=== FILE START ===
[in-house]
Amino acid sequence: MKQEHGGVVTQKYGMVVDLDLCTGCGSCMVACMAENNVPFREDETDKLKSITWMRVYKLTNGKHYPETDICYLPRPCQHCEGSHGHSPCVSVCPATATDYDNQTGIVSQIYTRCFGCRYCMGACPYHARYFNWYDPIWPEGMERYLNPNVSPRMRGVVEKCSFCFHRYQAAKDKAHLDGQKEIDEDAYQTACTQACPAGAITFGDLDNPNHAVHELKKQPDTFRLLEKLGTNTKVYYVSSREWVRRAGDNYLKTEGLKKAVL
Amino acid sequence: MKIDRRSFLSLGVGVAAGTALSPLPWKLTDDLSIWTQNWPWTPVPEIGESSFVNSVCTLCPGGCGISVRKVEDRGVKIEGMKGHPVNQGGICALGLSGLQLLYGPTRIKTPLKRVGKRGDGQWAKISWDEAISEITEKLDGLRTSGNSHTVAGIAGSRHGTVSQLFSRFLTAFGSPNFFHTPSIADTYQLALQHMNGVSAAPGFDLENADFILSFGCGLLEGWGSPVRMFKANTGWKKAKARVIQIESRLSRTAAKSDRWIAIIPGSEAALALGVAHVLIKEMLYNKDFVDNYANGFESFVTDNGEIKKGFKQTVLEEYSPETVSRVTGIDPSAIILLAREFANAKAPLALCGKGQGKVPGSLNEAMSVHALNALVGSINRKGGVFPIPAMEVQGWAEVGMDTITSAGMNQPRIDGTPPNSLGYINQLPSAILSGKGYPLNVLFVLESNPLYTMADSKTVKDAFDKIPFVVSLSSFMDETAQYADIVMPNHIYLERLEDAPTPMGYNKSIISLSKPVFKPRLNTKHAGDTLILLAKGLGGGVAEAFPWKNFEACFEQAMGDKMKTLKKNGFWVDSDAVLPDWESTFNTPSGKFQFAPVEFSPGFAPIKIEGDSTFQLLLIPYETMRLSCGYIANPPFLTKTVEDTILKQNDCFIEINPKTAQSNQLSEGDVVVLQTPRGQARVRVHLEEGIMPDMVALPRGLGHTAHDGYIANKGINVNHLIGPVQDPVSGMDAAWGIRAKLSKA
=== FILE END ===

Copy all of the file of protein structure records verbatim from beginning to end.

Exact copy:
[in-house]
Amino acid sequence: MKQEHGGVVTQKYGMVVDLDLCTGCGSCMVACMAENNVPFREDETDKLKSITWMRVYKLTNGKHYPETDICYLPRPCQHCEGSHGHSPCVSVCPATATDYDNQTGIVSQIYTRCFGCRYCMGACPYHARYFNWYDPIWPEGMERYLNPNVSPRMRGVVEKCSFCFHRYQAAKDKAHLDGQKEIDEDAYQTACTQACPAGAITFGDLDNPNHAVHELKKQPDTFRLLEKLGTNTKVYYVSSREWVRRAGDNYLKTEGLKKAVL
Amino acid sequence: MKIDRRSFLSLGVGVAAGTALSPLPWKLTDDLSIWTQNWPWTPVPEIGESSFVNSVCTLCPGGCGISVRKVEDRGVKIEGMKGHPVNQGGICALGLSGLQLLYGPTRIKTPLKRVGKRGDGQWAKISWDEAISEITEKLDGLRTSGNSHTVAGIAGSRHGTVSQLFSRFLTAFGSPNFFHTPSIADTYQLALQHMNGVSAAPGFDLENADFILSFGCGLLEGWGSPVRMFKANTGWKKAKARVIQIESRLSRTAAKSDRWIAIIPGSEAALALGVAHVLIKEMLYNKDFVDNYANGFESFVTDNGEIKKGFKQTVLEEYSPETVSRVTGIDPSAIILLAREFANAKAPLALCGKGQGKVPGSLNEAMSVHALNALVGSINRKGGVFPIPAMEVQGWAEVGMDTITSAGMNQPRIDGTPPNSLGYINQLPSAILSGKGYPLNVLFVLESNPLYTMADSKTVKDAFDKIPFVVSLSSFMDETAQYADIVMPNHIYLERLEDAPTPMGYNKSIISLSKPVFKPRLNTKHAGDTLILLAKGLGGGVAEAFPWKNFEACFEQAMGDKMKTLKKNGFWVDSDAVLPDWESTFNTPSGKFQFAPVEFSPGFAPIKIEGDSTFQLLLIPYETMRLSCGYIANPPFLTKTVEDTILKQNDCFIEINPKTAQSNQLSEGDVVVLQTPRGQARVRVHLEEGIMPDMVALPRGLGHTAHDGYIANKGINVNHLIGPVQDPVSGMDAAWGIRAKLSKA